Even though you may only need to run a home heater system regularly for a few months of the year, it is still an incredibly important home appliance. Overnight lows in both Napa and Sonoma counties can be brisk practically year-round, and the ability to warm up your home after coming in from a windy, chilly evening is not one to take for granted. If you’re in the market for a replacement heater, or you’re in the process of moving into a new home that requires some upgrades, one of the first questions you’ll face is deceptively simple: where should you locate it within your space?
Finding the right space on your property for a heater is essential not only for operational efficiency but also for safety, particularly if you intend to install a gas furnace. When there isn’t a space in the home that offers an immediate candidate, such as a utility closet, you’ll need to consider other options. For electric heaters, this is often a simpler choice as you may be able to locate the primary unit outdoors. In other cases, you’ll need to dig deeper to find the right answer. For gas-fired furnaces, one of the most critical factors in determining placement is the amount of usable air available for its operation. This is where you should begin.
Determining the usable space available to you
First, determine the location of any functioning gas piping in your home. Common sites include attics, basements, crawlspaces, and garages. This will typically play the largest role in determining where to place your furnace. Keep in mind that if you choose to locate the unit elsewhere, you’ll need to ensure the home’s gas supply can reach its location. Access to fresh air for use in the combustion cycle is the next most important factor.
If you choose to place the furnace in an “unconfined” location, such as a garage, an adequate air supply is typically not a problem. In tighter spaces such as attics and closets, however, air supply can become a concern. Many furnaces will include information on the number of cubic feet of air required for conventional combustion; this number is based on the Btu rating of the furnace. To do a quick calculation, measure the space you want to place the heater. An area that is 12 square feet with a height of five feet would have a little more than 700 cubic feet of air for a furnace to use. As you can see, small spaces provide less wiggle room and may require an outdoor intake.
Where shouldn’t you put a heater?
With air volume restrictions in mind, there are some places where you should avoid placing a furnace if possible. For example, never house a furnace in a laundry room that also contains an electric dryer. These devices will compete for the same air supply, potentially leaving your heater struggling to work correctly. Not only can this increase the risk of carbon monoxide production, but starving the furnace of air places a great deal of strain on the system. Ultimately, this can result in substandard operation and eventually equipment failures. This is a big factor in why the proper placement of your heater matters so much.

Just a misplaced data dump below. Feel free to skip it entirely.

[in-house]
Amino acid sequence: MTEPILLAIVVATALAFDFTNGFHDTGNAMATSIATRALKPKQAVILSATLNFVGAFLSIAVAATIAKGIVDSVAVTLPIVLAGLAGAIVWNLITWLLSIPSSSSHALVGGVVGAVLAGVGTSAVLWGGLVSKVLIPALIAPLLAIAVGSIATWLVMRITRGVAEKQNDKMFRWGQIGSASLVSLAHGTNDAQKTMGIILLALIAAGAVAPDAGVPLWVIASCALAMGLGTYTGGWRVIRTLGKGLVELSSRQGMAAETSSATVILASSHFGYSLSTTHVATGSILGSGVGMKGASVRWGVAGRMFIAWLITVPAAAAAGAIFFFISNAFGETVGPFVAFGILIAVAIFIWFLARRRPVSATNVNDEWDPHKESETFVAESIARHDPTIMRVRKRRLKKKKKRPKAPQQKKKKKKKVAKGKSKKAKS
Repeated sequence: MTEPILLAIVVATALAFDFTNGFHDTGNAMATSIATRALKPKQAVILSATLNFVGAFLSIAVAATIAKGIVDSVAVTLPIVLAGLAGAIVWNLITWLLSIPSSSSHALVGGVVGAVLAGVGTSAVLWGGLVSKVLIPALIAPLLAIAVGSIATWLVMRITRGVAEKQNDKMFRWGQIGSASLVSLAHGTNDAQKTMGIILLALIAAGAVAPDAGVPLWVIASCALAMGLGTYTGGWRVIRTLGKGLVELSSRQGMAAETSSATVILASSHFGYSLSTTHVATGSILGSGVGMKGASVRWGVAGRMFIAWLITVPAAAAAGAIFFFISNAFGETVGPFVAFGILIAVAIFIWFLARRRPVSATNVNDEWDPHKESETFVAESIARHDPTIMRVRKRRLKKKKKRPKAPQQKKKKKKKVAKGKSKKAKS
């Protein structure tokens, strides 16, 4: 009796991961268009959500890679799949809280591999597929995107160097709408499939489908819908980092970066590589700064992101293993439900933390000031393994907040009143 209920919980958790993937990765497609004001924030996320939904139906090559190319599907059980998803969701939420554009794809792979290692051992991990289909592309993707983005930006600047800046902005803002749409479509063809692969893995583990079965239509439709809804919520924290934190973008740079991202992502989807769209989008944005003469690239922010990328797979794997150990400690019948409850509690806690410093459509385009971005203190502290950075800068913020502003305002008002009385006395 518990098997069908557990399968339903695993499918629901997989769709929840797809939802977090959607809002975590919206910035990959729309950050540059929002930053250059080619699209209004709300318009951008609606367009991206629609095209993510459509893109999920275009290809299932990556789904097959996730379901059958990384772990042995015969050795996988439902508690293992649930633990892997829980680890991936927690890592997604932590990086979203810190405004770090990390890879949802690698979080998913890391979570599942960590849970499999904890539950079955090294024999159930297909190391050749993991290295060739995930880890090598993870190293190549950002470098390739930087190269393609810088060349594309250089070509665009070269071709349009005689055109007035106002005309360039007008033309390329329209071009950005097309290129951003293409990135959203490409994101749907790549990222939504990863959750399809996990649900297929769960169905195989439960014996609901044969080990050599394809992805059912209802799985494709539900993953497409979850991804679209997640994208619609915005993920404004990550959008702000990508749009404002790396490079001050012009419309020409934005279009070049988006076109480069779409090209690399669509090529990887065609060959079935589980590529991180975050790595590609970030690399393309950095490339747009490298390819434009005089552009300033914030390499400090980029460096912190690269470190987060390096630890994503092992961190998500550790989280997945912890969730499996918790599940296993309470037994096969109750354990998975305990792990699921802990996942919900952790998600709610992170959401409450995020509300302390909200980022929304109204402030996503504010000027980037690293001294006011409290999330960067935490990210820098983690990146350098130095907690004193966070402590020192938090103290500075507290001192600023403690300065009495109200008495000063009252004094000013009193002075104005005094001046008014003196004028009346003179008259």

Matching a home heater system to your property
For the most part, this guidance assumes that you’ll install a gas furnace in your home. That’s certainly not the only option, though, particularly if you have a smaller space or less demanding heating requirements. Electric heaters can take many different forms, and heat pumps packaged in with air conditioners are also an option. These can safely be installed in smaller, confined spaces, or in the case of heat pumps, almost entirely outdoors. Since electric heaters utilize air blown over a resistance coil with no combustion taking place, the home’s interior air is all that’s necessary.
With that said, those shopping for a gas-powered home heater system must take care in choosing a furnace of the right size. Too large and the unit will short cycle, driving up energy costs and lowering efficiency. Too small and the system will overwork itself without outputting an appropriate amount of heat. It’s a delicate balancing act!
The benefits of professional assistance
With so many factors to harmonize when all you want to do is add a new home heater system to your property, figuring out the right place to put a furnace can be a frustrating endeavor. Luckily, professional heating installers can take the stress out of the situation altogether. By taking a quick look through your home, a pro can quickly identify the locations that are not only most suitable for the furnace but which will also facilitate the best flow of warm air through the home. If you aren’t sure where to begin, or if you think you know where you’d like to place a new installation, it might be time to reach out to an experienced team of installers in your area.